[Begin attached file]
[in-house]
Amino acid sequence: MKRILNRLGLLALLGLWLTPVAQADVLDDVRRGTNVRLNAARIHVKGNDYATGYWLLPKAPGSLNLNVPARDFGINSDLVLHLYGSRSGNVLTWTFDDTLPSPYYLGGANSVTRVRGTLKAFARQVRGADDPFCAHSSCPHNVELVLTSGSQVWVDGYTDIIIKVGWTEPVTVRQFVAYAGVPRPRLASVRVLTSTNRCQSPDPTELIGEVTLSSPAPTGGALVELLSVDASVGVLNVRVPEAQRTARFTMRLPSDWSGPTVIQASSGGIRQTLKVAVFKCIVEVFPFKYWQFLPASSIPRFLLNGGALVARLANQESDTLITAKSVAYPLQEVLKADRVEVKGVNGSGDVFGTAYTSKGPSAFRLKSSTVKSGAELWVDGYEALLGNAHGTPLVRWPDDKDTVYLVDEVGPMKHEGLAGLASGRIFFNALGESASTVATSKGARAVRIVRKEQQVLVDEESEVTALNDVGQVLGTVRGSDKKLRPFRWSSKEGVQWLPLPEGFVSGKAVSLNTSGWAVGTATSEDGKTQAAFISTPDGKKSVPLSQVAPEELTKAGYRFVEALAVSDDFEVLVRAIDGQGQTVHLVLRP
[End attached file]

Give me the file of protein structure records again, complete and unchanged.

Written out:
[in-house]
Amino acid sequence: MKRILNRLGLLALLGLWLTPVAQADVLDDVRRGTNVRLNAARIHVKGNDYATGYWLLPKAPGSLNLNVPARDFGINSDLVLHLYGSRSGNVLTWTFDDTLPSPYYLGGANSVTRVRGTLKAFARQVRGADDPFCAHSSCPHNVELVLTSGSQVWVDGYTDIIIKVGWTEPVTVRQFVAYAGVPRPRLASVRVLTSTNRCQSPDPTELIGEVTLSSPAPTGGALVELLSVDASVGVLNVRVPEAQRTARFTMRLPSDWSGPTVIQASSGGIRQTLKVAVFKCIVEVFPFKYWQFLPASSIPRFLLNGGALVARLANQESDTLITAKSVAYPLQEVLKADRVEVKGVNGSGDVFGTAYTSKGPSAFRLKSSTVKSGAELWVDGYEALLGNAHGTPLVRWPDDKDTVYLVDEVGPMKHEGLAGLASGRIFFNALGESASTVATSKGARAVRIVRKEQQVLVDEESEVTALNDVGQVLGTVRGSDKKLRPFRWSSKEGVQWLPLPEGFVSGKAVSLNTSGWAVGTATSEDGKTQAAFISTPDGKKSVPLSQVAPEELTKAGYRFVEALAVSDDFEVLVRAIDGQGQTVHLVLRP